In her book Reading Like a Writer, Francine Prose writes, “By now you may be asking: what is a beautiful sentence? The answer is that beauty, in a sentence, is ultimately as difficult to quantify or describe as beauty in a painting or a human face.”
She says this and I completely agree with it but then she goes on to point out specifics about what makes a sentence beautiful. That’s when I started to disagree. In reading her examples, I couldn’t help but wonder if there was maybe something wrong with me since the sentences Prose uses to define “beauty” and “good sentences” didn’t speak to me the way they spoke to her.
Doctor Johnson’s sentence on page 39, for example, that Prose uses to exemplify a good sentence felt wordy and overstated and, to me, the rhythm felt off. While the sentence is easy to understand it’s not exactly what I’d call beautiful.
This is the sentence:
It has been observed in all ages that the advantages of nature or of fortune have contributed very little to the promotion of happiness; and that those whom the splendour of their rank, or the extent of their capacity, have placed upon the summits of human life, have not often given any just occasion to envy in those who look up to them from a lower station; whether it be that apparent superiority incites great designs, and great designs are naturally liable to fatal miscarriages; or that the general lot of mankind is misery, and the misfortunes of those whose eminence drew upon them an universal attention, have been more carefully recorded, because they were more generally observed, and have in reality only been more conspicuous than others, not more frequent, or more severe.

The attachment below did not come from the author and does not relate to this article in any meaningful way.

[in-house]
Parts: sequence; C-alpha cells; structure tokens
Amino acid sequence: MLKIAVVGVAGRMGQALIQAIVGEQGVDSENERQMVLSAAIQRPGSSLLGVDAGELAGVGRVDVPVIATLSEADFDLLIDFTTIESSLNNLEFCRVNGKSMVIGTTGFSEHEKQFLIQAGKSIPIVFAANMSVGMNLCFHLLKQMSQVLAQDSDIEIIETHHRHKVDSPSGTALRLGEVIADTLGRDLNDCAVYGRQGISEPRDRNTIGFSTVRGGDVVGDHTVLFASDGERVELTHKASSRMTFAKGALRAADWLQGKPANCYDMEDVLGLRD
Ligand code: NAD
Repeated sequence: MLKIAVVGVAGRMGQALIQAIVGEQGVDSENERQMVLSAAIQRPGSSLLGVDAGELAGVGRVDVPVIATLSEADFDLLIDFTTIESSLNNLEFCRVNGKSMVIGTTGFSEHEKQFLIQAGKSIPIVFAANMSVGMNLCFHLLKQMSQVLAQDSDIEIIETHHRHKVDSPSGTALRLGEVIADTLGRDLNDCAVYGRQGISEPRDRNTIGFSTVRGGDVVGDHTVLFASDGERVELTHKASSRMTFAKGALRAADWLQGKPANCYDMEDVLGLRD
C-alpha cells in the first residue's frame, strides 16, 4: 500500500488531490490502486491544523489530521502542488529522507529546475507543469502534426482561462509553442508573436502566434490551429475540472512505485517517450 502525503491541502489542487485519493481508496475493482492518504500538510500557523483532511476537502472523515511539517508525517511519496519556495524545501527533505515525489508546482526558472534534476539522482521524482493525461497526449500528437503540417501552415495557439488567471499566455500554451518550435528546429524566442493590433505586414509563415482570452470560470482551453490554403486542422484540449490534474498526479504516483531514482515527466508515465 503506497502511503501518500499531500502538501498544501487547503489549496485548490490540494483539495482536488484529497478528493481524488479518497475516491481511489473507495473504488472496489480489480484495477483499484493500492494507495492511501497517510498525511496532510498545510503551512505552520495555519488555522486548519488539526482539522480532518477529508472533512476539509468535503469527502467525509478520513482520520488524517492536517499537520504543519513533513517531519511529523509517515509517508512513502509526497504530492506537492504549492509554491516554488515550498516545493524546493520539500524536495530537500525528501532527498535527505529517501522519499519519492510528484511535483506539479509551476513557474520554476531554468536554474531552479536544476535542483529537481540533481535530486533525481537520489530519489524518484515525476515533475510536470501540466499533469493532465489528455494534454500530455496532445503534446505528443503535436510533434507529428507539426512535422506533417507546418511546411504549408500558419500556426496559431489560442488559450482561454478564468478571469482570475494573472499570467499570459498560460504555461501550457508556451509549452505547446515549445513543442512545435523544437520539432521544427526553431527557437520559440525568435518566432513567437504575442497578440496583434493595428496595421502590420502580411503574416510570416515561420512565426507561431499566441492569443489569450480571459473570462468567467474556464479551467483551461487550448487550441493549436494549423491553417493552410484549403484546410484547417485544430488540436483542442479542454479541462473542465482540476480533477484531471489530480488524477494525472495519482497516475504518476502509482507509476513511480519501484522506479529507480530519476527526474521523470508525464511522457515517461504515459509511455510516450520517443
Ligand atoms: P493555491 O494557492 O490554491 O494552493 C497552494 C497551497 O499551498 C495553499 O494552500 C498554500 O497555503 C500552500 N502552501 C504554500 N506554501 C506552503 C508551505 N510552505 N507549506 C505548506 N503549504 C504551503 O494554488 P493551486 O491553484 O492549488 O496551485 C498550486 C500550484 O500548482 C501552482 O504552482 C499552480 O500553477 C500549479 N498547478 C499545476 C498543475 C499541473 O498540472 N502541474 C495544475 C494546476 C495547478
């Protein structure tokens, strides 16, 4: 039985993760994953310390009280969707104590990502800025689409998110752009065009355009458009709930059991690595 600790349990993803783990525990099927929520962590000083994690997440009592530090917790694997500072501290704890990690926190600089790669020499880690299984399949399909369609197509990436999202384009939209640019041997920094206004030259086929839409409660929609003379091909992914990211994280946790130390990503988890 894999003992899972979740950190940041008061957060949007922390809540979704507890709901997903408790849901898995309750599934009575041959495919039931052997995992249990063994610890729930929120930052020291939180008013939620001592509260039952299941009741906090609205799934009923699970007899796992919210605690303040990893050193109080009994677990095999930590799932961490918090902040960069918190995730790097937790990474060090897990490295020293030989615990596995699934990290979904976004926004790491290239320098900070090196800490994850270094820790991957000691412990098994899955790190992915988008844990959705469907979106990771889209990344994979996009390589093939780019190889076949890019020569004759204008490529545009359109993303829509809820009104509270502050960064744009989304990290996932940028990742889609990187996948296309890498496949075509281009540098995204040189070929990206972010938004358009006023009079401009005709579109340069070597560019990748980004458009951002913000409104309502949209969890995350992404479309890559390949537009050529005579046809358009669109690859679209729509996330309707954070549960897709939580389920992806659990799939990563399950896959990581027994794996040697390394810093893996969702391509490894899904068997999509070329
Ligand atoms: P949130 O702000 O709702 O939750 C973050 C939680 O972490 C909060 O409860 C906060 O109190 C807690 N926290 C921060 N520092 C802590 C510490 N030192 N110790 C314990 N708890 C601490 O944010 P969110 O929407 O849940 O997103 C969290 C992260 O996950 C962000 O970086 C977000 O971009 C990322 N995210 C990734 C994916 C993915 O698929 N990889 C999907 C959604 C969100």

And while Prose says “the quality that this sentence shares in common with all good sentences is first and most obviously clarity. Between its initial capital letter and its final period are 134 words, ten commas, and three semicolons, and yet the average reader, or at least the reader who has the patience to read and consider every word, will have no trouble understanding what Doctor Johnson is saying.” I agree that the sentence, though long, is clear. But Prose goes on to say, “Despite its length, the sentence is economical. To remove even one word would make it less lucid and less complete.” I disagree.
Perhaps Prose is talking to (readers like) me when she says “the reader who has the patience to read and consider every word.” I love to read but I’m not always the most patient reader, I admit. As a recovering event planner, my motto has often been “keep it moving!” I tend to read fast and even skip a few words here and there when things get overly descriptive for me. And there are times when I need to go back and reread because I missed something critical.
So maybe it’s me. Maybe I’m in too big a hurry. And maybe I don’t, yet, understand true sentence beauty the way Francine Prose does. I certainly have a lot to learn. That’s why I’m here. But in addition to that, to use a favorite cliché of mine, perhaps it’s true that “beauty is in the eye of the beholder.” This cliché basically says the same thing as Prose when she says beauty is difficult to quantify.
I understand that as writers we try to steer clear of clichés and find more creative ways but sometimes (not always but sometimes) clichés work. Isn’t that how they came to be clichés in the first place?
More words packed into a sentence don’t necessarily mean more beauty. Beautiful sentences can also be concise. Sometimes short and long sentences say, more or less, the same thing. And (gasp!) in some cases, at least to me, clichés can be beautiful, too.